Published in the September, 2014 editorial section of HR Magazine. HR Magazine/SHRM.org (original article may be viewed here)
By Kathryn Tyler
Whether working on a football field or in a corner office, a good coach is an expert at bringing out the best in people. For Dr. Steve Waronker, an anesthesiologist whose playing field frequently shifted between bedside and budget meetings, that was just what he needed. When Waronker became chief of anesthesiology at Emory Specialty Associates in Marietta, Ga., he began meeting weekly with an executive coach to get a better grasp on his rapidly evolving role and to learn how to work more collaboratively.
“The main objective was to learn—and unlearn—some leadership skills to deal with a larger and more traditional organization,” Waronker says.
Before receiving coaching, he says, his approach to achieving goals was to “go on offense, play hard and don’t compromise.” While he usually got the results he sought, others sometimes found him abrasive. “I left some scorched earth on the way to the end zone,” he says.
Working with a coach, he learned “how to listen more, talk less, compromise, and get there via questions instead of bold and sometimes intimidating comments. It actually helped me with my home life as much as my work life.”
Waronker is one of many emerging leaders who have turned to executive coaching, which provides a kind of one-on-one customized tutorial on leadership skills. Just as “life coaches” have become increasingly popular for people interested in self-development in their personal lives, executive coaching has become more widespread as a training tool in the professional space.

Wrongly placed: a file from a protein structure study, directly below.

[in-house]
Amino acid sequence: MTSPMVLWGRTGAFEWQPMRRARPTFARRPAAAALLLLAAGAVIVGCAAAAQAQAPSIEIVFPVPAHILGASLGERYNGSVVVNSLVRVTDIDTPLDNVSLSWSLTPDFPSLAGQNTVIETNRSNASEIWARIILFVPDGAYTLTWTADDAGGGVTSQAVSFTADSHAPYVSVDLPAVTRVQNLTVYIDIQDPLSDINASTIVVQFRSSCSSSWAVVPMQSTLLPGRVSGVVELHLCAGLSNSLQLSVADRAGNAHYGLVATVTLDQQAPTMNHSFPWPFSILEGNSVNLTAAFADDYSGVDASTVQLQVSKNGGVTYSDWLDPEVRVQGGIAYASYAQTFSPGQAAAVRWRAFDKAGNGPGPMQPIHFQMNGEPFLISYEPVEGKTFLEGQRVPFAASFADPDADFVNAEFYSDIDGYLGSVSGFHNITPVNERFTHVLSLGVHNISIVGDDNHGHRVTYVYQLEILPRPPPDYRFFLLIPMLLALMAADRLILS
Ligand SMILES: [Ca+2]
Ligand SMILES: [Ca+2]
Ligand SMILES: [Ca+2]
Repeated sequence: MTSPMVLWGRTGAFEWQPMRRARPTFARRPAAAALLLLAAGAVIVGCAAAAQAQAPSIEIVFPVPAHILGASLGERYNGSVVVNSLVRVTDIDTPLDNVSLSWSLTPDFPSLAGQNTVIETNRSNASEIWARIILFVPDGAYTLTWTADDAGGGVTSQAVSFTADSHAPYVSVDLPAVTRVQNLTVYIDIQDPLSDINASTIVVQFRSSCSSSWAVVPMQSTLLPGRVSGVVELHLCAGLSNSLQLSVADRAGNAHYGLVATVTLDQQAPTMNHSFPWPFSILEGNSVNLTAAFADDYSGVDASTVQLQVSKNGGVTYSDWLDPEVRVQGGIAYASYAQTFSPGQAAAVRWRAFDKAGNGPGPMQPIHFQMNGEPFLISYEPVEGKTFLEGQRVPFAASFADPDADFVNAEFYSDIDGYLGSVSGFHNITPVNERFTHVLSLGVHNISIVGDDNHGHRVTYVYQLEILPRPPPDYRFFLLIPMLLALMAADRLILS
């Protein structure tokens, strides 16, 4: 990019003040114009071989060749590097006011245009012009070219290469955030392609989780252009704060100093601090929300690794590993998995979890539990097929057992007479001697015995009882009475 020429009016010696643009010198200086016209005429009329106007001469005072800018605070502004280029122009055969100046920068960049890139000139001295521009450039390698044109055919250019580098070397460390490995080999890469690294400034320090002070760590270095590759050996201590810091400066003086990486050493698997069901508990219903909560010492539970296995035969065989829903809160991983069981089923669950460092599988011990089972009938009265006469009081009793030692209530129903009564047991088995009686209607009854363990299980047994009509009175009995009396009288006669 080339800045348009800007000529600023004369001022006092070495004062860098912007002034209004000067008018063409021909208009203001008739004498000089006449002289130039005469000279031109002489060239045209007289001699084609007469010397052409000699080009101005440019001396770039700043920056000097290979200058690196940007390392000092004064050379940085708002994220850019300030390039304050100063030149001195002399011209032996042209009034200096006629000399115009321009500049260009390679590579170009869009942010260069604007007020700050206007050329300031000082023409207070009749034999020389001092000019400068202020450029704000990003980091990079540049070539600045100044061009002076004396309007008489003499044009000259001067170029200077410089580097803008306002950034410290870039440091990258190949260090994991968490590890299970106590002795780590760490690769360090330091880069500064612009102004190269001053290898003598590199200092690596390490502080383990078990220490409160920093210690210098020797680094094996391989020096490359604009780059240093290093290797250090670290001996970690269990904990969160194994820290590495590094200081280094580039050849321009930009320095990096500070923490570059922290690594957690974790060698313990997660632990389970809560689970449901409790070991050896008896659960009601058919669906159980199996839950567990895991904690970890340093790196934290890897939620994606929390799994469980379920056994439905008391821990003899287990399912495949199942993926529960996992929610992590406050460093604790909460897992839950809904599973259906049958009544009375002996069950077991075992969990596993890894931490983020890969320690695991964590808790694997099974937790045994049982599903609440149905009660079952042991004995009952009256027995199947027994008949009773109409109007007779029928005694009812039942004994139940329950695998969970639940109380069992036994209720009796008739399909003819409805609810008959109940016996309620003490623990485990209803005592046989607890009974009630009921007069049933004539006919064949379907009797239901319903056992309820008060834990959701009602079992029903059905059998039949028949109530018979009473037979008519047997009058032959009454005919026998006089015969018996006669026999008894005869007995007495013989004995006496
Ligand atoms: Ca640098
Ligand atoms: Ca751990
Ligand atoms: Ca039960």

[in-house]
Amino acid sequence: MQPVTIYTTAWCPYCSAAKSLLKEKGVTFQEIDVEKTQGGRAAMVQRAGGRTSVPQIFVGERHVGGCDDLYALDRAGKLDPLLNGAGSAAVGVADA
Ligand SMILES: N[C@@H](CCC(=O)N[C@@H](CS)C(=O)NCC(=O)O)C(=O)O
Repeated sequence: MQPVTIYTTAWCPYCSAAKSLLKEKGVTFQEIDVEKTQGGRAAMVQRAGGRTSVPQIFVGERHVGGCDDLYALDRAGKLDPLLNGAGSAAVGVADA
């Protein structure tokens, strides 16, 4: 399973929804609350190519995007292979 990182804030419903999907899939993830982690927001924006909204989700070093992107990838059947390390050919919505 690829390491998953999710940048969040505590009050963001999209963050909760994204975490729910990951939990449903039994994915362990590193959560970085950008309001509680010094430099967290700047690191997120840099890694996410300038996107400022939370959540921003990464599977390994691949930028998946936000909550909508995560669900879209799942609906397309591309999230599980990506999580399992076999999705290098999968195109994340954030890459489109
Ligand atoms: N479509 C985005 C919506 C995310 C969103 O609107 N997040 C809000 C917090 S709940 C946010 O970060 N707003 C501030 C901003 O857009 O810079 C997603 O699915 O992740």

“In the past five to seven years, I’ve seen a spike in senior leaders receiving executive coaching amongst a broader range of organizations throughout the country,” says Joshua Miller, a global leadership development and coaching professional at JHM Executive Coaching in Aliso Viejo, Calif.
“Coaching is effective because it is personal, behavior-oriented and targeted to the individual,” says Waronker’s coach, Rick Brandt, president of consulting services for TalentQuest, a talent management consultancy in Atlanta. “It facilitates learning in a psychologically safe environment and focuses on results that are important to the individual and organization.”
Unlike a consultant, who will analyze situations and tell clients what to do, a coach helps people look within and draw their own conclusions. As certified coach Michael Esposito, SPHR, puts it, “A great coach raises probing questions, and the client comes to the answer himself. A great consultant tells you what you need to do.” Esposito is director of employee relations at Novelis Inc., an Atlanta-based aluminum manufacturer with 10,000 employees; he has coached leaders at Home Depot Inc. and The HoneyBaked Ham Co.
Executive coaching can be an excellent leadership development tool for emerging leaders, but HR must address challenges such as these for it to work well:
Failure to prioritize coaching. Executives are busy people, and they may not see the value of investing time in coaching. “With emerging leaders, the difficulty is in their recognizing that executive coaching can help them, and then being focused enough to maximize the impact of the coach,” says Leslie W. Joyce, senior vice president and chief people officer at manufacturer Novelis.